A graph G = (V,E) is a set of vertices and edges. A classical hard (NP-complete) problem is to partition V into two parts such that the number of edges that cross the two partitions is minimum among all possible 2^|V| partitions.

    Many heuristics exist for approximating the optimal solution. One successful global heuristic partitions the graph based on eigenvectors of the associated adjacency or Laplacian matrix associated with the graph. Most large graphs that arise in applications lead to sparse matrices, so Lanczos based algorithms for computing eigenvectors are commonly used. There is a lot of existing literature on using eigenvectors for spectral graph partitioning. An overview of graph partitioning, and various algorithms is available in lectures notes ( [1] & [2] ) by Jim Demmel .

    Goal of Project: Use existing Lanczos based software for computing eigenvectors of both adjacency and Laplacian matrices. Compare with other graph partitioning algorithms. Some experience with Lanczos algorithms is essential.

    Additional Resources

  • METIS consists of multilevel graph partitioning algorithms. Papers and software is available.
  • Some graph partitioning codes.
  • Some benchmark circuit graphs.
  • Common resources .
  • P11. Visualizing High-Dimensional Data.

    Clustering and classification are two important problems in machine learning. Clustering is a method in unsupervised learning and is the grouping of similar objects into clusters. Classification is a technique in supervised learning, where given class labels for some data points, the problem is to deduce class labels for newly arriving data points. For example, given class labels for handwritten digit samples (0,1,2,...,9), recognize the digit given a digit sample.

    Many clustering and classification algorithms abound. On a particular data set, some algorithms perform better than others. This performance crucially depends on the data distributions, which can vastly vary depending on the application. Thus, to evaluate clusterings or to design a good classifier, a good understanding of the data is imperative.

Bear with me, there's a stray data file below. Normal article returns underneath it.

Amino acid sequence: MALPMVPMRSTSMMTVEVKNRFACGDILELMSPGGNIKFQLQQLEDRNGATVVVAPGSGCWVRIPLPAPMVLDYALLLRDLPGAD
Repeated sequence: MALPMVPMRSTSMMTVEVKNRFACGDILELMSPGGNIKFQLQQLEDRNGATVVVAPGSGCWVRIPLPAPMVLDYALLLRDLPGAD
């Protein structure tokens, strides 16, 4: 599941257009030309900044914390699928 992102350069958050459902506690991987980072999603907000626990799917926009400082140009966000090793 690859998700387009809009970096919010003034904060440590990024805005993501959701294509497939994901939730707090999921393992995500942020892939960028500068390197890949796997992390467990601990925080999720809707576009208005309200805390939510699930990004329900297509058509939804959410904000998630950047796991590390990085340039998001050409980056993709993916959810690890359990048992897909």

Visualization is an effective tool for this task. A popular scheme for understanding high dimensional data is to take projections onto 2-dimensional planes. The trick is to choose these two dimensional projections to alleviate the inevitable loss of information in projecting from high (10-1000) dimensions to just two dimensions. One scheme for cluster or class visualization is given here .

    Goal of Project: Understand existing projection schemes, such as, Kohonen's self-organizing maps, projection pursuit, techniques in support vector machines (SVMs), multidimensional scaling(MDS). Implement some of these schemes. Experience in graphics and visualization would be handy, but is not essential.

    Additional Resources

  • CViz software.
  • Bibliography.
  • XGobi is a system for multivariate data visualization by Deborah Swayne, Di Cook, Andreas Buja at Bellcore. The same page contains XGvis that can draw discrete graphs using MDS(Multidimensional Scaling) and was developed by Andreas Buja, Deborah F. Swayne, Michael L. Littman, Nathaniel Dean. Free Software is available from the provided link.
  • WEBSOM can plot 2-d maps of tect documents using Kohonen's Self-Organizing Maps for Internet Exploration. The above link has a demo for visually browsing newsgroup data.
  • P12. Visualizing Text Data.

    This project would produce a visualization tool in JAVA that would enable visual browsing and navigation of a text data set. Ideas from project P11 will be used to visualize text as high-dimensional data.

  • CViz software can visualize text too.
  • WEBSOM can plot 2-d maps of tect documents using Kohonen's Self-Organizing Maps for Internet Exploration. The above link has a demo for visually browsing newsgroup data.
  • P13. Text Classification using Support Vector Machines.

    P14. Face Recognition.

    This project would use the SVD (and other techniques?) for the problem of face recognition, i.e., given a database of face images and a query face, what face is most similar to the query face?


  • Eigenfaces and Face Recognition at the MIT Media Lab.
  • Papers and Faces Database by Larry Sirovich.
  • Eigenfaces vs. Fisherfaces: Recognition Using Class Specific Linear Projection by Peter Belhumeur and Jo Hespanha and David Kriegman, July 1997.
  • Class Project that contains a report and some code too.
  • Face Database at AT&T Labs, Cambridge.
  • Papers about fast computation of eigenvectors of images (1 and 2).
  • Common Resources

  • Here is a simple of representing sparse matrices very similar to the Harwell-Boeing format. Please use this format for this course.
  • More general sparse matrix formats are given here.
  • Even more sparse matrix resources.
  • Some sample Text Data sets, Associated Matrices and even their Clusterings are available here.
  • Software to compute the SVD of a large, sparse matrix. This code is essentially the same as Michael Berry's las2 subroutine from SVDPACK.
  • C++ classes implementing various data structures, such as, hash tables may be found at SGI's STL site.
  • A standard list of English stopwords is available from the SMART ftp site. Other stopword lists may vary slightly.